The Commission expressed concern that a cable operator that owns a broadcast station: (1) can “discriminate” against other broadcasters by offering cable/broadcast joint advertising sales and promotions; and (2) has an incentive not to carry, or to carry on undesirable channels, the broadcast signals — including the forthcoming digital signals — of competing stations. 1998 Report ¶¶ 103-105. Addressing the first concern, Time Warner argues that the Commission failed both to explain why joint advertising rates constitute “discrimination — which is simply a pejorative way of referring to economies of scale and scope” — and to “point to substantial evidence that such `discrimination’ is a nonconjectural problem.” Addressing the second concern (in part), Time Warner contends that refusals by cable operators to carry digital signals must not be a significant problem because the Commission has declined to impose must-carry rules for duplicate digital signals. See Carriage of Digital Television Broadcast Signals, First Report & Order and Further Notice of Proposed Rulemaking, 16 F.C.C.R. 2598, 2001 WL 55621 (2001). Both of Time Warner’s points are plausible — indeed the first is quite persuasive — and we have no basis upon which to reject either inasmuch as the Commission does not respond to them.
Next, Time Warner gives four reasons for which the Commission’s concern about discriminatory carriage of broadcast signals is unwarranted. First, must-carry provisions, see 47 U.S.C. §§ 534-535; 47 C.F.R. § 76.55 et seq., already ensure that broadcast stations have access to cable systems; indeed, the Commission pointed to only one instance in which a cable operator denied carriage to a broadcast station (Univision). See 1998 Report ¶ 104. Second, competition from direct broadcast satellite (DBS) providers makes discrimination against competing stations unprofitable. Third, the Commission failed to explain why it departed from the position it took in the 1992 Report, where it said that the CBCO Rule was not necessary to prevent carriage discrimination. Fourth, because a cable operator may lawfully be co-owned with a cable programmer or a network, the Rule does little to cure the alleged problem of cable operators having an incentive to discriminate against stations that air competing programming.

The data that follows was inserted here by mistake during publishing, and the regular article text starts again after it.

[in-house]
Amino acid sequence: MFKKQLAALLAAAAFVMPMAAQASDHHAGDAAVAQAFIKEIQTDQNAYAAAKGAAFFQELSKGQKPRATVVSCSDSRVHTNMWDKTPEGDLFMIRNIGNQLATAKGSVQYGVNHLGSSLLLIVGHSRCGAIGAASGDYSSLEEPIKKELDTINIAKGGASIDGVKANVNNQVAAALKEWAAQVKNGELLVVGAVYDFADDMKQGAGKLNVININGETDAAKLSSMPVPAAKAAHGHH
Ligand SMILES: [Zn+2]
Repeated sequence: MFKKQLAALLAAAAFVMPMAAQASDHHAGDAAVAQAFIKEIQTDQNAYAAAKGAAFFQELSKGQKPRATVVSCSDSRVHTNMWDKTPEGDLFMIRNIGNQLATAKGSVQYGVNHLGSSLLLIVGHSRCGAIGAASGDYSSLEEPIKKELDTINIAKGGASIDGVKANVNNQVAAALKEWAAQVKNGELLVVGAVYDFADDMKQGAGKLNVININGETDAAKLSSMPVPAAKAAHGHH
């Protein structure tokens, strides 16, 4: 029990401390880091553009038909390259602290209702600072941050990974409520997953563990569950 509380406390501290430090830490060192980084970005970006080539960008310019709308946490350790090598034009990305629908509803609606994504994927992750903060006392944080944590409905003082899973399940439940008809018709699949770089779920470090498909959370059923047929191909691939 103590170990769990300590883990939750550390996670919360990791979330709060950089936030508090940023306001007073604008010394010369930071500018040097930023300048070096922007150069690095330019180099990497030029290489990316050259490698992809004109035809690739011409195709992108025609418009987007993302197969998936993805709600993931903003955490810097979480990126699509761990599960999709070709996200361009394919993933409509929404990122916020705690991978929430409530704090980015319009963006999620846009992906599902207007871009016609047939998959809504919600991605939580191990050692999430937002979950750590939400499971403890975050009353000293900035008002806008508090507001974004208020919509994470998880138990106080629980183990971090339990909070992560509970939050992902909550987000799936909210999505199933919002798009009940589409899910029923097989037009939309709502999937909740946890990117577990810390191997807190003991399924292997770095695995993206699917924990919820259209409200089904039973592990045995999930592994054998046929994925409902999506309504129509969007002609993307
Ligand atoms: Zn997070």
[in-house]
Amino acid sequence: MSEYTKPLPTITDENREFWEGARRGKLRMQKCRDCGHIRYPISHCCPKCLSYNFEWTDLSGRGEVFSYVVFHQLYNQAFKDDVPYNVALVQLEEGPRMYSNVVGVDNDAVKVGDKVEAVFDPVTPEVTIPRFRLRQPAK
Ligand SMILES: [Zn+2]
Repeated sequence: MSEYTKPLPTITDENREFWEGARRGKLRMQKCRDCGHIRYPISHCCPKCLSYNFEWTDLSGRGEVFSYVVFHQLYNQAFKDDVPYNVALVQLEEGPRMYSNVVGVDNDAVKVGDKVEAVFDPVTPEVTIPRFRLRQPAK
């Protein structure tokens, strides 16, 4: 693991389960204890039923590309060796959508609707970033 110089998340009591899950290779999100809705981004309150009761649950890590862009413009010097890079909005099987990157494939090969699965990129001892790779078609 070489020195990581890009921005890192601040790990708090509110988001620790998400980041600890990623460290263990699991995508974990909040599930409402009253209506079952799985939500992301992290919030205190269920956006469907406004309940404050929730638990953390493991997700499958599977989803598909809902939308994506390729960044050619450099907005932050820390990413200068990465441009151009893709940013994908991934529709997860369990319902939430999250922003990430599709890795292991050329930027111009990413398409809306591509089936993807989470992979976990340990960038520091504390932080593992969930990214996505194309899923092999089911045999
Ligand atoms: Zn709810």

In response the Commission concedes it did not address Time Warner’s second and third points — competition from DBS services and the contradiction of the 1992 Report: “Since the Commission did not address any of these issues in the 1998 Report, counsel for the Commission are not in a position to respond to Time Warner’s claims concerning these issues.” The same might have been said of Time Warner’s fourth point. These failings alone require that we reverse as arbitrary and capricious the Commission’s decision to retain the CBCO Rule. See Motor Vehicle Mfrs. Ass’n v. State Farm Mut. Auto. Ins. Co., 463 U.S. 29, 43, 103 S.Ct. 2856, 2867, 77 L.Ed.2d 443 (1983) (a decision is arbitrary and capricious if the agency fails “to consider an important aspect of the problem”).